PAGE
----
Internal Communications Conference is an annual event held in London. The main goal is to “bring together the insights of applied behavioral science to the world of internal communication” to help internal communication specialists push their company’s communication to the next level. We collected the key highlights here in case you missed the conference.
1. Insights are the New Frontier of Internal Communications
Laura Temple Brunt (Head of Leadership Engagement, Group Communications & Reputation, SABMiller), hosted a session on influential communication. She introduced the meaningful jobs framework. According to Laura, the top 3 game changers in internal communications in modern business reality are insights, conversations and stories.
2. Engagement vs. Culture
David Littlechild (Head of Culture & Engagement, Lloyds Banking Group) talked about behavioral transformation and engagement. He focused on the difference between emotional and rational engagements, and discussed how engagement is the most immediate relationship with the line manager and team, and culture is the connection within the wider organization. So companies should create a narrative to make a more powerful message in the business instead of only focusing in the numbers, in order to drive the emotional component. Research should be connected to values.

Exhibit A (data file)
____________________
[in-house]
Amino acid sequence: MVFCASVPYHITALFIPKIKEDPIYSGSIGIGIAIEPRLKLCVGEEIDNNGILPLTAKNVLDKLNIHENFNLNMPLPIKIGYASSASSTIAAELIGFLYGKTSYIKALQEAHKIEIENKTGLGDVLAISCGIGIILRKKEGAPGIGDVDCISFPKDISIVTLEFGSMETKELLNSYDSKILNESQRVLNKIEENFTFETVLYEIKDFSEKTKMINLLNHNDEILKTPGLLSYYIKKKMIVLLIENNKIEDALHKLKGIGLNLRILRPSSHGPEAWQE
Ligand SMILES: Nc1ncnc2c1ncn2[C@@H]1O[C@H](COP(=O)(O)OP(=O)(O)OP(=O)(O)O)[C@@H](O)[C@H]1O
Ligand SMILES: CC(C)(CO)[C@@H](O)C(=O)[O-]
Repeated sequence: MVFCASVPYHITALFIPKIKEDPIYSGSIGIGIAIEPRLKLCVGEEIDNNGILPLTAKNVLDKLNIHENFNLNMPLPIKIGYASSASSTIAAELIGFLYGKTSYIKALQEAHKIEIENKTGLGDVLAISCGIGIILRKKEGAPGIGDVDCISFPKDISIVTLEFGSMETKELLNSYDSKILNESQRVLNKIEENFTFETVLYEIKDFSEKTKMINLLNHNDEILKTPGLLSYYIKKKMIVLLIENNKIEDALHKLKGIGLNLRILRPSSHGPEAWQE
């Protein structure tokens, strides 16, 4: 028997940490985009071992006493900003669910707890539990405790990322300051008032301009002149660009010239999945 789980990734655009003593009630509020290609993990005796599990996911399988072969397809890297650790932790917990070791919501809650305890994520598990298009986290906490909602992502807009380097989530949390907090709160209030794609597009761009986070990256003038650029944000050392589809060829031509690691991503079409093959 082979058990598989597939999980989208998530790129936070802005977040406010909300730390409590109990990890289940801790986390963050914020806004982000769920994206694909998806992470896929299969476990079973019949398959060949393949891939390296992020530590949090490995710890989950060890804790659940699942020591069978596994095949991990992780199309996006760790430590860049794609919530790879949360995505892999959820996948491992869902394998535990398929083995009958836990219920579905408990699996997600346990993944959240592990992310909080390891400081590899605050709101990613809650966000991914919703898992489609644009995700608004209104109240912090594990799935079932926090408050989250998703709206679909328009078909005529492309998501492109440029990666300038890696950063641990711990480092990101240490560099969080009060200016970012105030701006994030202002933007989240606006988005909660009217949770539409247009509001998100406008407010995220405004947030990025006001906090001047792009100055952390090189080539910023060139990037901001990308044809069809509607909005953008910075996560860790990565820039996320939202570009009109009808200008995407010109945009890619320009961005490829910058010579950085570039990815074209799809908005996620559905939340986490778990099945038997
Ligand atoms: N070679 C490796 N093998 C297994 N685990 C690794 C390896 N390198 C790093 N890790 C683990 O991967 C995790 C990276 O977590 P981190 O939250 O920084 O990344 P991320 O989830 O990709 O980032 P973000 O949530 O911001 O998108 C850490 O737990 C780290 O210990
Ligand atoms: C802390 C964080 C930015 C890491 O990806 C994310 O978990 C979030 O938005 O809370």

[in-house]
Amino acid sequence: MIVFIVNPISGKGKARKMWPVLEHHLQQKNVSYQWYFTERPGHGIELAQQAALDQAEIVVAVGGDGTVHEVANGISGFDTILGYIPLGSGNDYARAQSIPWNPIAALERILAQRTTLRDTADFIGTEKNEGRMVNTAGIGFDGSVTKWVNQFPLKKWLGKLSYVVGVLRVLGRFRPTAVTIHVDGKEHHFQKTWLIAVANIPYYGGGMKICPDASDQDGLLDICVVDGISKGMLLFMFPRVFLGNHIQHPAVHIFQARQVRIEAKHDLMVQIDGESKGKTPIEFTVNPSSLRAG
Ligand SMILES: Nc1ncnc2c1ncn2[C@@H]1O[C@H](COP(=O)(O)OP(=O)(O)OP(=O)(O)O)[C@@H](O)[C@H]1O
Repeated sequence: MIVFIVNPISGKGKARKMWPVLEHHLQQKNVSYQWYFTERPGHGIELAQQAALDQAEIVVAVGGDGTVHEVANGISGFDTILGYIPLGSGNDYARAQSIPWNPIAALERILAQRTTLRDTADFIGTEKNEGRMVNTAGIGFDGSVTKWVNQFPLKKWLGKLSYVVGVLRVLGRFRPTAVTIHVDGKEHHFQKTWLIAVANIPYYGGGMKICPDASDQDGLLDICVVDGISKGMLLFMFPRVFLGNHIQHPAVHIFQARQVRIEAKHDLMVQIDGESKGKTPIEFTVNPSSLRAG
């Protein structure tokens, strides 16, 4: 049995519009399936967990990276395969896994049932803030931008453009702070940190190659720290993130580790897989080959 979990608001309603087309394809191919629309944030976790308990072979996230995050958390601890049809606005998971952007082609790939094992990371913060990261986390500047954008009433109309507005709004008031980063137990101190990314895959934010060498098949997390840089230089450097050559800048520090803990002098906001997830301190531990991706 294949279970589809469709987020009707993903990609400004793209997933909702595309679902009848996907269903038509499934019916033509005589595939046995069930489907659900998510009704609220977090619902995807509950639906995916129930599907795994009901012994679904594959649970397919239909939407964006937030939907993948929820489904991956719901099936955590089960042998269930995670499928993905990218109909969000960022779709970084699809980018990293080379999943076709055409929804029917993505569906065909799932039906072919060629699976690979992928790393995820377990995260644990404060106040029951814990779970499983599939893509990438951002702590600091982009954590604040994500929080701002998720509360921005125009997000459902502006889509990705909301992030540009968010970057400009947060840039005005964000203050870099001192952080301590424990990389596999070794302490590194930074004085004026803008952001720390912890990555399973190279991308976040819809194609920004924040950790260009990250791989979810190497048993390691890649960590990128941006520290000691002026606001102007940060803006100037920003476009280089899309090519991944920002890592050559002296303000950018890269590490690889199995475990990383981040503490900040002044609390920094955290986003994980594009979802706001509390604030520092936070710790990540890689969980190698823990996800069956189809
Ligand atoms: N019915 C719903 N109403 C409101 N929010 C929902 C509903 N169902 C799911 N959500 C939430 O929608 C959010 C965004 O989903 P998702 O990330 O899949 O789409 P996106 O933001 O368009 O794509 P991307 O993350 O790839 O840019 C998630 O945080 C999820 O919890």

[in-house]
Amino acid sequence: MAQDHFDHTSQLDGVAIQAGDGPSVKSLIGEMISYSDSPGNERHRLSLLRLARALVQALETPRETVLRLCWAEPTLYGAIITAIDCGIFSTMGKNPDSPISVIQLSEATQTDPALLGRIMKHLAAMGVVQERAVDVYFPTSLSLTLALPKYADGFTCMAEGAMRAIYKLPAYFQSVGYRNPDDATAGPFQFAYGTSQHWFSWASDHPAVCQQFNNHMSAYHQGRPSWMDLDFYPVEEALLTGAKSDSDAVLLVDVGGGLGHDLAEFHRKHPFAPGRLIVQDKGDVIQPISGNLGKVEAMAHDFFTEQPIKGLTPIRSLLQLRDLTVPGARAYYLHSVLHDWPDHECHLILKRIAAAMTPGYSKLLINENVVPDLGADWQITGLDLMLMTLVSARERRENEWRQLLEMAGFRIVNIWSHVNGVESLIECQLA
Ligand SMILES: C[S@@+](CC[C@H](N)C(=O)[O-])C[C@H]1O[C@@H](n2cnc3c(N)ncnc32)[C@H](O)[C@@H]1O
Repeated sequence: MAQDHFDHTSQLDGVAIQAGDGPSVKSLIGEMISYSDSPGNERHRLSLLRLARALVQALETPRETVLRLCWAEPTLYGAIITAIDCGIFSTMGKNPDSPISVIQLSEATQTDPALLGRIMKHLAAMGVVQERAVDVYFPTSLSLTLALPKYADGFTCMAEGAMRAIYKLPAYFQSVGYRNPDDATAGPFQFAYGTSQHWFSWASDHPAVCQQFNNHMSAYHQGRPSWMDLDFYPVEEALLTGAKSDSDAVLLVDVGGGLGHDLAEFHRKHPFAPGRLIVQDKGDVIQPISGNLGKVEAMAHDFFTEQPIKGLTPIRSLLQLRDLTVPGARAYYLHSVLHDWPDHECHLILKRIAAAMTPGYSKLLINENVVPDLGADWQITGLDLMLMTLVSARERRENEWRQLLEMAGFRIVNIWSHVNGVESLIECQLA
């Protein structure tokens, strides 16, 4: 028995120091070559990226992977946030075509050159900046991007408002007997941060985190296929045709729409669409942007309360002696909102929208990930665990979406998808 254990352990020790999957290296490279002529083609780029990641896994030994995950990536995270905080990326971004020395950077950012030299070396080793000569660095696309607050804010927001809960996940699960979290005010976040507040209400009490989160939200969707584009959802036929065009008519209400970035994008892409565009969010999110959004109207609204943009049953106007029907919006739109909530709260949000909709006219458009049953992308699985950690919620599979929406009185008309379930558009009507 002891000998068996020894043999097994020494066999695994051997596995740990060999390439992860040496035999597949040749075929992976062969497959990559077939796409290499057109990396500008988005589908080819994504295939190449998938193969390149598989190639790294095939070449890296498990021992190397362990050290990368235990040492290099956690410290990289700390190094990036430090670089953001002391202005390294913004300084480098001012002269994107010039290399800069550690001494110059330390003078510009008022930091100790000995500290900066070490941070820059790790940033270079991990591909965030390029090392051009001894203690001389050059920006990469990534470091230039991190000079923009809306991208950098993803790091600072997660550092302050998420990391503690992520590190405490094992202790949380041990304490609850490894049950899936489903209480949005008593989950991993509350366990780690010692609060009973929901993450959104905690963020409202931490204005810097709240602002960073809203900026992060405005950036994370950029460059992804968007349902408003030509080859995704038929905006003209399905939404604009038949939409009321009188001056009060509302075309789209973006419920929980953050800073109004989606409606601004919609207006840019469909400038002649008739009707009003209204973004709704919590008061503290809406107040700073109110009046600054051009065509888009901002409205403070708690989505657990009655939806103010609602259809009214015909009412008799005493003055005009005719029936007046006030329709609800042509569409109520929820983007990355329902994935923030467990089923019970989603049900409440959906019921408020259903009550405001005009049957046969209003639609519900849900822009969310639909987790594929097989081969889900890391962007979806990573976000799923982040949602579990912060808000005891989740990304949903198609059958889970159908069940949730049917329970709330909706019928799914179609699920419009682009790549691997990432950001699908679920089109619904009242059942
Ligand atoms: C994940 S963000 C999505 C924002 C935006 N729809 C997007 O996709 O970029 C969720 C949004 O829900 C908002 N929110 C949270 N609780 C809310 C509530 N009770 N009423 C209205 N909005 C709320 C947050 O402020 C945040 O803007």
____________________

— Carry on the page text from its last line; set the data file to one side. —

3. Seek to Understand and Then to be Understood
Gillian McGill (Global Head of Internal Communications, Aviva Plc) spoke about communicating to a truly global audience. They implemented the email reporting system Newsweaver which led to IC getting a seat at the table by using the insights and metrics provided. When you can measure your internal communications, you can understand your people. And when you understand your people, you can plan the right internal communications strategy for different levels (eg. global, local) so people can understand you.
4. See your Internal Communications Through the Eyes of a Non-office Employee
Mark Davies (Business Development Europe, Beekeeper) describe an average day in the life of Lisa, a food packaging operative, to remind how important the job of the people out in the field is. Lisa is lucky because her company is using a tool like Beekeeper – a real-time mobile communication tool with messaging and content-sharing features. She immediately knows about the new product launch, latest KPIs, and company achievements. She also shares her success stories with the wider team, and her work is greatly appreciated by other departments. If she has urgent questions, she can simply message her boss and set up a time to discuss them.
But what if she didn’t have Beekeeper? What if her company just communicated with her via notes on a pinboard? Lisa would probably be a lot less engaged. Workers in the field should also be connected to the rest of the organization and get they deserve.